Recognising the structural nature of violence against women as gender-based violence, and that violence against women is one of the crucial social mechanisms by which women are forced into a subordinate position compared with men;

Unfortunately, the reality is that some conservative authors fail to acknowledge the disproportionate discrimination that women, unfortunately, face by men. They fail to call a spade a spade. It is through strong and historic reforms such as the one which we have proposed on femicide that effective measures are taken to try and compensate for the scientifically and empirically proven situation as expounded in the Istanbul Convention itself.

As a Minister, legislator and more importantly a father to a daughter, I appeal for unity on this crucial and sensitive subject.



Since 2017, this Government has embarked on the largest infrastructure projects in the history of our country. We immediately realized that a thriving economy had to be supported by unprecedented infrastructural investment.

Certain projects, such as the Central Link, have been on paper for decades. We delivered.

We have invested a total of €140 million in 7 projects: in the Central Link, in the Marsa Junction, in Tal-Balal, in the Ħamrun-Marsa Bypass, in Triq Buqana, in Santa Luċija and in Triq Sant ’ Andrija.

People will be the end beneficiaries of these projects by saving time, lower costs for businesses and lower emissions.

I am very sensitive to the claims that environmental considerations are often sacrificed for the sake of economic development. I believe that when it comes to infrastructure, the environment cannot and should not take the back seat but should at the very least complement the development taking place.

To be fair, the Central Link project will make people's lives easier and will reduce the negative impact on car air quality.

In the meantime, I want to applaud other initiatives that were taken, such as the decision to extend the free public transport service for about 80,000 people and by next October, for all.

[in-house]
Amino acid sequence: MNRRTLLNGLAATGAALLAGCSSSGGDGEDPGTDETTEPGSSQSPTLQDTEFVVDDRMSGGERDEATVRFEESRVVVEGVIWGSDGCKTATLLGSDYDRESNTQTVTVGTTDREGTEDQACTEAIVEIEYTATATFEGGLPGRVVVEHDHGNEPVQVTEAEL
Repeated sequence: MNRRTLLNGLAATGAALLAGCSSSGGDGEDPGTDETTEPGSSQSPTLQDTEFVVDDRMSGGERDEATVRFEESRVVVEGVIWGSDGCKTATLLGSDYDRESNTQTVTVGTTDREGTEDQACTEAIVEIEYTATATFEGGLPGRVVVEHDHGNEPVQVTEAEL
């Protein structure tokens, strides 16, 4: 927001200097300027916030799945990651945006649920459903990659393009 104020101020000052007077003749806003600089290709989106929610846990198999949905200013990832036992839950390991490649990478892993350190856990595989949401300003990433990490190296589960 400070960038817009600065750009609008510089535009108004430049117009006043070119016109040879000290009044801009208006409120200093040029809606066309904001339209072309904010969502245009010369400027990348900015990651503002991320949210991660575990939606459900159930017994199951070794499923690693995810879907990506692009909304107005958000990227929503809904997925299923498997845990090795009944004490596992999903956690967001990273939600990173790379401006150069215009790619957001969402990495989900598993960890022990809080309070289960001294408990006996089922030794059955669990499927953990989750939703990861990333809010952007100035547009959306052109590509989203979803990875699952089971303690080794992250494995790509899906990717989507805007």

Also, for those who still want to use their private car, we have introduced unprecedented incentives where if one substitutes a normal car running on petrol or diesel in favour of an electric one, the government effectively pays half the price. These are all steps in the right direction.

We will remain a Government of incentives, not punishment.


Even during a pandemic, we have managed to continue to reduce poverty.

A European Commission report places Malta with the lowest absolute poverty rate among all European Union countries. Malta also has the lowest rate of children in a situation of absolute poverty throughout the European Union.

There are several factors and decisions that lead to this encouraging result, such as the way we managed to foster a healthy labor market. The most recent NSO statistics show that the number of unemployed people fell to 1,167.

At the same time, the number of people registering for work has also continued to decline for 20 months in a row.

Today we are talking about unemployment which is less than 15% of what it was in 2013.

Dependence on social benefits has also been halved.

In the context of a pandemic, people have found a government that has kept opportunities alive, adding support and improving people's quality of life.